MD Blog

Analyse this. Submit your blog opinion posts about millennial engagement with politics and read expert views from around the world

28 September 2015

Increasing political engagement through The 'Celebrity Effect'

Posted by: Sania Haq, Policy Professional

Categories: Celebrity, Engagement, Kanye, Kardashian, Obama, Regan, Schwarzenegger

Celebrities have the power to bring politics to the attention of society in an almost unparalleled way. Although the impact may be less pronounced on those who are already engaged in political matters, for many who are not, the ‘celebrity effect’ can play a key role in provoking their interest.

 

Could Kim and Kanye be the future President and First Lady of The United States of America?

Let’s take Kanye West’s recent revelation about wanting to run for US President in 2020. Many have written the announcement off as being just another one of Kanye’s extravagant outbursts, and do not believe that a) he’ll actually run and, even if he does, that b) he’ll get in to office.

However, although it is doubtful that Kim and Kanye’s attempts to enter politics will be successful, with just 16% of American millennials stating that they are ‘very interested’ in politics, could Kimye nonetheless play an important role in boosting political engagement? In March 2015 Time Magazine identified Kim Kardashian West as one of the 30 most influential people on the Internet, with 45 Million Twitter followers and 27 million on Instagram. Social media moguls such as Kim have the ability to command audiences in a way that others simply can’t, especially not traditional politicians. Kim can tweet about the sandwich she had for lunch and will undoubtedly get millions of views and possibly even retweets. So, if she begins talking about politics, there’s no doubt that her millions of fans will stand up and pay attention. The same goes for Kanye.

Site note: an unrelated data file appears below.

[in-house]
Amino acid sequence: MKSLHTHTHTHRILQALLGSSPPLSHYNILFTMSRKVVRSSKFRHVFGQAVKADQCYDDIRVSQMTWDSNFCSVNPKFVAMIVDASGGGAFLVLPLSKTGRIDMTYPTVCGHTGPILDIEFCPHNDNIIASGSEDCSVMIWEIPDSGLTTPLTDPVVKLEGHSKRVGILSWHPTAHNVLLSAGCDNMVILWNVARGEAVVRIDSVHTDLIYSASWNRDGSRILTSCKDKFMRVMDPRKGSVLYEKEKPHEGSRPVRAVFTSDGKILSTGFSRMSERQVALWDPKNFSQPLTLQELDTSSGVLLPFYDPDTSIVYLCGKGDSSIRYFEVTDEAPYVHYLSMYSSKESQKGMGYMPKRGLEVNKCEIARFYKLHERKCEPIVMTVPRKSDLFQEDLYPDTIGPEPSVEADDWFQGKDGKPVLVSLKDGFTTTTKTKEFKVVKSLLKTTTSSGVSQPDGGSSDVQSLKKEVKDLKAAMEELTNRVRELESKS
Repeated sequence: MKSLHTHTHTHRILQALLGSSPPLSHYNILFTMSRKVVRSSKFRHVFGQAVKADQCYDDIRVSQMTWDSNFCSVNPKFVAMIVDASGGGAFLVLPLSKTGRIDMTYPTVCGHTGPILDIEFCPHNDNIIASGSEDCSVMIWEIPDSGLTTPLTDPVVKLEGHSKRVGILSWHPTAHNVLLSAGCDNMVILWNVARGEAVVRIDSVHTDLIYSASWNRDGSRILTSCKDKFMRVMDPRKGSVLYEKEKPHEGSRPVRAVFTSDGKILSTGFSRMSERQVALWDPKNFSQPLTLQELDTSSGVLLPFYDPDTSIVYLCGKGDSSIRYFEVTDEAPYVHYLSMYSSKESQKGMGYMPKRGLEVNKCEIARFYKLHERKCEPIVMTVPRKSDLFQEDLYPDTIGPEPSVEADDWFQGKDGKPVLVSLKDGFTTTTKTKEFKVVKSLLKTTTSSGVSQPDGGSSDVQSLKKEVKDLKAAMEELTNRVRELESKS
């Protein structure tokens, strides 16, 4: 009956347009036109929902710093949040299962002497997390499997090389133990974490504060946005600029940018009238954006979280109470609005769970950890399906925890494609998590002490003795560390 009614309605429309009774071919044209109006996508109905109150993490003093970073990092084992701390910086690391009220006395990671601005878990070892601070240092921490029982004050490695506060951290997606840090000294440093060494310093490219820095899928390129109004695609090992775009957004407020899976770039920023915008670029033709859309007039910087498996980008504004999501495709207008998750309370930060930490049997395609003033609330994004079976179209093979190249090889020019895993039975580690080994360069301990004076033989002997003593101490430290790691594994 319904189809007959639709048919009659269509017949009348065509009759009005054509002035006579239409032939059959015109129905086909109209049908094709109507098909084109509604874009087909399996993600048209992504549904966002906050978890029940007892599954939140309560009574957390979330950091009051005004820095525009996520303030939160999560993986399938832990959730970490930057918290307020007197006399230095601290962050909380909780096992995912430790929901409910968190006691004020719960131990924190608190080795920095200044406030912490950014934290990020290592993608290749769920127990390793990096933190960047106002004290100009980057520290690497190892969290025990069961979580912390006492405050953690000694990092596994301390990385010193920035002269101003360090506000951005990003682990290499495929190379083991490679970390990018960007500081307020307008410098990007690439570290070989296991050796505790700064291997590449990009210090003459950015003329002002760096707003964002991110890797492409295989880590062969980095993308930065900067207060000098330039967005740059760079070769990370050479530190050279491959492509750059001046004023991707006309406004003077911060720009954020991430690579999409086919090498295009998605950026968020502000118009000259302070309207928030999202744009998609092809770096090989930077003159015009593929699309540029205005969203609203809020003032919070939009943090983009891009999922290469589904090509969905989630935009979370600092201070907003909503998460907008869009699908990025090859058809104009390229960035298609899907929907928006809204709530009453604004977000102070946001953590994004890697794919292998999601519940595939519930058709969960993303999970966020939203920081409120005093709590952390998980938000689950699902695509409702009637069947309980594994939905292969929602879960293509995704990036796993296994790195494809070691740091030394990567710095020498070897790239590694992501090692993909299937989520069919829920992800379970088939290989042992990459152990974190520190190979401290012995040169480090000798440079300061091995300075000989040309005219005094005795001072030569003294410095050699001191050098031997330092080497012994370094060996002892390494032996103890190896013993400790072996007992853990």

However, it’s not just those who are fans of Kim and Kanye that will become politically engaged. Some may fear the prospect of Kimye getting into office, leading them to become better informed about other candidates, if only to prevent a Kanye victory. Either way, a Kanye presidency attempt is likely to increase political engagement, even if only for the short-term.

 

How and when does the Celebrity Effectwork?

Kim and Kanye in the White House may not be the best outcome for society, but we should not discount the potential positive impact the ‘celebrity effect’ can have on politics. Understanding what drives this will help politicians increase their appeal and relevance, especially amongst young voters.

This article will now go on to assess the impact of the ‘celebrity effect’ by looking in detail at two political figures who made the transition from acting to mainstream politics: Ronald Reagan and Arnold Schwarzenegger.

 

Ronald Reagan